Now, Marcia already wrote something about shopping, and for technical stuff it is a challenge as well. So many things that are common in the western world are less common in the overland zone. Even, or should I say especially, concerning bikes it is sometimes a challenge. The early mountain bikes were constructed with common available (and rugged) parts but evolution of the mountain bike meant that more and more parts were optimized and strayed away from “standardisation”. But of course during this process much technological progress was made, and commerce certainly played a role in this too. A clear example being the wheel sizes that evolved from 26″ to 27.5″(or 650B) to 29″. All these sizes are available in the western world, but less so in the overland zone. But besides wheel size there is the choice of standard bend spokes or straight pull spokes. And then there are “system” wheels, the ones you buy completely off the shelf: an example is the Mavic Crossmax. And -of course- there is the question to be tubeless or not.
When we left The Netherlands, I took some stuff and tools with me, and guessed that what I did not take with me, would not be too much effort to obtain. How wrong was I. For example, tubeless wheels are not accepted or very exotic or just unheard of.
So, I decided to go back too Tbilisi, the place where most of the bike shops are. I also asked a local, Dito, who I met a few weeks earlier if he knew of a good cycling shop, and he gave suggestions and even had some time to meet up. I went to a bike mechanic to ask if he could repair the slight wobble in my front wheel. That was not a easy question. Since two spoke nipples were damaged on the outside, these had to be removed from the inside, and the DT (squorx) nipples happen to have a positive torx head on the inside of the rim. This tool was not available. But I must say the bike shop had an impressive wall full of Park Tools. Not too bad! The rim tape had to be removed as well and sadly that stuff was not directly available too. It had to be ordered. hmm. Not quite successful.
I went to another bike shop and because of the previous troubles I changed my question: instead of “can you repair my wheel” I asked: “do you have tubeless rim tape?” And the answer was no. This guy was friendly enough too and pointed me to yet another bike shop. 15 km north through hot and dense Georgian traffic. I was not keen on driving north again.
I changed my tactics again: It was time for a field repair. I would do it myself. I already had a torx bolt but it was too short to make a tool out of it. If I could find a M5x30 bolt with torx head I would be able to make my own tool. So off I went to the hardware store on the right side of town, but they did not have it. I have to be honest here, because in The Netherlands it would be equally difficult to find a metric bolt with torx head.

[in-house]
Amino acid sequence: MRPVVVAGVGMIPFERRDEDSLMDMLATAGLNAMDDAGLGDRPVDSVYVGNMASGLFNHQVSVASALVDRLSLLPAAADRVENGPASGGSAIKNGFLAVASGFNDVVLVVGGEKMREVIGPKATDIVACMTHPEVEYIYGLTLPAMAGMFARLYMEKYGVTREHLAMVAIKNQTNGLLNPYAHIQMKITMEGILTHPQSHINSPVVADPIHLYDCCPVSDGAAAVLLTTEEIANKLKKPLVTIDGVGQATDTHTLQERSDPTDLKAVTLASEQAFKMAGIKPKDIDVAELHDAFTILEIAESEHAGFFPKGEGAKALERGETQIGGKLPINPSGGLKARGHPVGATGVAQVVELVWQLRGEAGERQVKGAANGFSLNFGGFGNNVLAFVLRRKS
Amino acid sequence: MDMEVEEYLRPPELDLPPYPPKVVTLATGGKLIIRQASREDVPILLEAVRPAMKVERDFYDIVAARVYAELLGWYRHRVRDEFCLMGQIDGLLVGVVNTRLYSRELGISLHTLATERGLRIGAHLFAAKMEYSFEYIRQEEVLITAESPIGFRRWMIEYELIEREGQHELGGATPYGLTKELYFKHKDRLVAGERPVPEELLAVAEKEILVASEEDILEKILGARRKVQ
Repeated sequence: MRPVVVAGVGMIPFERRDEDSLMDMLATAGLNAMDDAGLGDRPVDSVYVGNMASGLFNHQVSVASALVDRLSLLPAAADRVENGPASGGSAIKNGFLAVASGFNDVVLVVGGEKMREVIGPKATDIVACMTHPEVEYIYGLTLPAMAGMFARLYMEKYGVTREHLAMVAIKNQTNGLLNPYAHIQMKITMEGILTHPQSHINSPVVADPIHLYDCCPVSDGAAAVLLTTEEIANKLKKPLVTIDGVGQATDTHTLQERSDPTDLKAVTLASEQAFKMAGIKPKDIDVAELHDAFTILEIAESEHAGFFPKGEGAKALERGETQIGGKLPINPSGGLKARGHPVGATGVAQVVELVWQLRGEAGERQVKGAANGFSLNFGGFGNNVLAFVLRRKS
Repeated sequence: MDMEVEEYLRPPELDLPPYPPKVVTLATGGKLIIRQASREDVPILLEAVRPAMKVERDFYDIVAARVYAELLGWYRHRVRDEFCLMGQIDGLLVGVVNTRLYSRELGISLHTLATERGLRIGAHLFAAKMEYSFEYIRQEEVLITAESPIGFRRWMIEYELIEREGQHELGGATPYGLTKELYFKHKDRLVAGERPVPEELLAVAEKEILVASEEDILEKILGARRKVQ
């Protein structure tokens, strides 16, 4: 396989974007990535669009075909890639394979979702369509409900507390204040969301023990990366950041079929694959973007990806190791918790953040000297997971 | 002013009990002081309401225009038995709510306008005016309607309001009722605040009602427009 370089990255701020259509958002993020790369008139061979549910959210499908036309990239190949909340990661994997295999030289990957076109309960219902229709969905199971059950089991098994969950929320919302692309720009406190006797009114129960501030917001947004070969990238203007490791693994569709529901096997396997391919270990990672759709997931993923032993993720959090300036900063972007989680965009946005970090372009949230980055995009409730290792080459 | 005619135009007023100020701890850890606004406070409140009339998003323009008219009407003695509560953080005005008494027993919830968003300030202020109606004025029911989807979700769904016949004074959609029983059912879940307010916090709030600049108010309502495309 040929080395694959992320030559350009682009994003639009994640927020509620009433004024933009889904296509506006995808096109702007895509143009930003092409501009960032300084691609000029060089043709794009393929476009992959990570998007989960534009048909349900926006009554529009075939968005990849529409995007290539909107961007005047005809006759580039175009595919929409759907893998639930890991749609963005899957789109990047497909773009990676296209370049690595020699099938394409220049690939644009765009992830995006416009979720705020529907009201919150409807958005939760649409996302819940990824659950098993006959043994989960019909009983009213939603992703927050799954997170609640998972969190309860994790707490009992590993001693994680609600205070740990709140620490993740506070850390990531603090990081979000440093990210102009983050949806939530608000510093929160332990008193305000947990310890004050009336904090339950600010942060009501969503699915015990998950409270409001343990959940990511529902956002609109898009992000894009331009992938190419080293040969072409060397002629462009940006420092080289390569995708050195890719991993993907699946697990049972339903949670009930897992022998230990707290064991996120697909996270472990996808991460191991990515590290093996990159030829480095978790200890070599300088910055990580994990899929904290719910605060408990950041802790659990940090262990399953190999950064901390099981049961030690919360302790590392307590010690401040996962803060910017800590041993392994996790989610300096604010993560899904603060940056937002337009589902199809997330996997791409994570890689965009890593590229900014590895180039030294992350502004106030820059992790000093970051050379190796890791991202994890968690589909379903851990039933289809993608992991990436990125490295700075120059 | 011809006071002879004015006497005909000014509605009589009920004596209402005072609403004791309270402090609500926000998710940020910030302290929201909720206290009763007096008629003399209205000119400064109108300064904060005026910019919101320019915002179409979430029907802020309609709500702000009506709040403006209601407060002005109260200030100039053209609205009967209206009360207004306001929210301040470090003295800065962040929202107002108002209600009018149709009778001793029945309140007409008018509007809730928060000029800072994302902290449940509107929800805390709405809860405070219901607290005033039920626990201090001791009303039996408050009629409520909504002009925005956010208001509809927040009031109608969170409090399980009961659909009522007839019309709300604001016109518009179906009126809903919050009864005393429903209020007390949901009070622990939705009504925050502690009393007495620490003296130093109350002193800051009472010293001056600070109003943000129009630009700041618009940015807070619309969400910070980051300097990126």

Still unsuccessful, I slowly wandered through the hardware store, thinking about it and looking at all the tools. Suddenly I noticed a 4mm deep socket. That could very well be used to hold the short bolt that I had.
The next day I started making the tool. Grinding off part of the thread so that it could be pressed into the 4mm socket cavity. Luckily the inventory of the van contains one electric machine a Dremel. I already used it quite a few times, so it was not a bad decision to take with me.
After pressing/hammering the bolt into the socket, I had to reduce the head diameter as well. Again it was a matter of grinding.
Besides the squorx tool, I made a “wrench” to hold the flattened spokes. That is necessary since I use straight spokes, making that tool was easy.
With all the tools made, I was almost ready to repair the wheel.
But first I had to come up with some sort of guide to align the rim. You might have seen a wheel alignment stand in a bike shop, and that was what I was aiming for too. I looked at what I had available to make an alignment. I think the result was quite nice.
So now for the repair. After removing the rim tape I noticed right away that the wheel had been used in corrosive conditions at one time. I could tell because there was some white aluminium oxide powder inside the rim cavity on the nipples. As soon As I tried to loosen a nipple, the nipple broke off. Damn. With some pliers, the standard spoke tool and patience I managed to remove it and replace the faulty nipple with a spare one. This happened a few times but finally I was able to true the wheel again.
With the tools made it was easy to do. I re-used what was left of the original rim tape. It still covered all the holes except the one for the valve. Some electrical tape was used to close this gap. So this was a cheap repair and good for the environment.
Since I was at it, I decided the wheel bearing could use some grease as well. here too, the field repair solution is simply to carefully remove the seals, clean, if needed, the balls and apply new grease. push the seals back in place and remove excess grease. Easy to do. Of course, if the bearings have play you should remove them all together.
And finally to get a tubeless tire back on, field repair style: first mount the tire with a normal inner tube. Pump it up and make sure that the tire beads onto the rim correctly. Usually it “pops” into the rim. Deflate and carefully un-bead one side only of the tire to remove the inner tire. Insert the tubeless valve without core. Add sealant in the tire and lay the wheel flat on the floor with the beaded side down. Now add as much air as you can (a compressor is nice) and fiddle a bit with the loose side of the tire until it seals enough to inflate. Inflate until it “pops” again. Disconnect and insert valve core, pump it up again, and shake the wheel to spread the sealant.
Marcia concluded that it was a good thing that my trip to the bike shops in Tbilisi was unsuccessful: it created the chance to be creative. And actually she’s right.